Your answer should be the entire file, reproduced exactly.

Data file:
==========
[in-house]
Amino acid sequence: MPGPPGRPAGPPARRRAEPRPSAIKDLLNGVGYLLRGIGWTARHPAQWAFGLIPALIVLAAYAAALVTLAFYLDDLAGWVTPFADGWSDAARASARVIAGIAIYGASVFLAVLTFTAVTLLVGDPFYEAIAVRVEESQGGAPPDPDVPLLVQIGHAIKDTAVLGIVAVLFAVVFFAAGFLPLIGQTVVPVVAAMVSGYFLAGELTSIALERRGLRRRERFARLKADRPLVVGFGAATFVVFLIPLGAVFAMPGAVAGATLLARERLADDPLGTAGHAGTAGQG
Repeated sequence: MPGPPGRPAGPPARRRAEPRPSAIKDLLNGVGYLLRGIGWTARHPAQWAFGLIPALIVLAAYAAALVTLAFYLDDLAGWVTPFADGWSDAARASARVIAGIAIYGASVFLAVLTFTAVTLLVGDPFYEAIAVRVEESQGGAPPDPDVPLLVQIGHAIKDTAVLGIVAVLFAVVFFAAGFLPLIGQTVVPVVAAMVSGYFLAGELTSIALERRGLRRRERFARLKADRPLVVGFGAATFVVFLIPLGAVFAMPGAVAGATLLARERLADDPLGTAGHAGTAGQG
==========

[in-house]
Amino acid sequence: MPGPPGRPAGPPARRRAEPRPSAIKDLLNGVGYLLRGIGWTARHPAQWAFGLIPALIVLAAYAAALVTLAFYLDDLAGWVTPFADGWSDAARASARVIAGIAIYGASVFLAVLTFTAVTLLVGDPFYEAIAVRVEESQGGAPPDPDVPLLVQIGHAIKDTAVLGIVAVLFAVVFFAAGFLPLIGQTVVPVVAAMVSGYFLAGELTSIALERRGLRRRERFARLKADRPLVVGFGAATFVVFLIPLGAVFAMPGAVAGATLLARERLADDPLGTAGHAGTAGQG
Repeated sequence: MPGPPGRPAGPPARRRAEPRPSAIKDLLNGVGYLLRGIGWTARHPAQWAFGLIPALIVLAAYAAALVTLAFYLDDLAGWVTPFADGWSDAARASARVIAGIAIYGASVFLAVLTFTAVTLLVGDPFYEAIAVRVEESQGGAPPDPDVPLLVQIGHAIKDTAVLGIVAVLFAVVFFAAGFLPLIGQTVVPVVAAMVSGYFLAGELTSIALERRGLRRRERFARLKADRPLVVGFGAATFVVFLIPLGAVFAMPGAVAGATLLARERLADDPLGTAGHAGTAGQG